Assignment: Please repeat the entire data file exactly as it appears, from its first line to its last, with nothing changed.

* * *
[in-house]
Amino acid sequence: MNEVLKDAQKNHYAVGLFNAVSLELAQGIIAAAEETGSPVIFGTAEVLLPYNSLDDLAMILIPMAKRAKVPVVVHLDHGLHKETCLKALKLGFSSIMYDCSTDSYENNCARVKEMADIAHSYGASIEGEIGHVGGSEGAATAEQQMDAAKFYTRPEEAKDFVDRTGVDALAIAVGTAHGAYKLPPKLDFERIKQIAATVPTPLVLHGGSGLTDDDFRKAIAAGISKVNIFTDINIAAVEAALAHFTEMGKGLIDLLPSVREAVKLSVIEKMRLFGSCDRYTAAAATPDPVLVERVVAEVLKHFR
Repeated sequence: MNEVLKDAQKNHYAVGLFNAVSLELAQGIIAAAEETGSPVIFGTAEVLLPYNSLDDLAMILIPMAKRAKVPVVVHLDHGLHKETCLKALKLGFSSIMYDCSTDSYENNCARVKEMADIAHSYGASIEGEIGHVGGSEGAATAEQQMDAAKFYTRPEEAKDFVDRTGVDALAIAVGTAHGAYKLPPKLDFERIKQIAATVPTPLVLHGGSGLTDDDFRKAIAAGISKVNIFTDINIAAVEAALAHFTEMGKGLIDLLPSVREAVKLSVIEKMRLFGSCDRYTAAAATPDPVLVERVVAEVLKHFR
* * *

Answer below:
[in-house]
Amino acid sequence: MNEVLKDAQKNHYAVGLFNAVSLELAQGIIAAAEETGSPVIFGTAEVLLPYNSLDDLAMILIPMAKRAKVPVVVHLDHGLHKETCLKALKLGFSSIMYDCSTDSYENNCARVKEMADIAHSYGASIEGEIGHVGGSEGAATAEQQMDAAKFYTRPEEAKDFVDRTGVDALAIAVGTAHGAYKLPPKLDFERIKQIAATVPTPLVLHGGSGLTDDDFRKAIAAGISKVNIFTDINIAAVEAALAHFTEMGKGLIDLLPSVREAVKLSVIEKMRLFGSCDRYTAAAATPDPVLVERVVAEVLKHFR
Repeated sequence: MNEVLKDAQKNHYAVGLFNAVSLELAQGIIAAAEETGSPVIFGTAEVLLPYNSLDDLAMILIPMAKRAKVPVVVHLDHGLHKETCLKALKLGFSSIMYDCSTDSYENNCARVKEMADIAHSYGASIEGEIGHVGGSEGAATAEQQMDAAKFYTRPEEAKDFVDRTGVDALAIAVGTAHGAYKLPPKLDFERIKQIAATVPTPLVLHGGSGLTDDDFRKAIAAGISKVNIFTDINIAAVEAALAHFTEMGKGLIDLLPSVREAVKLSVIEKMRLFGSCDRYTAAAATPDPVLVERVVAEVLKHFR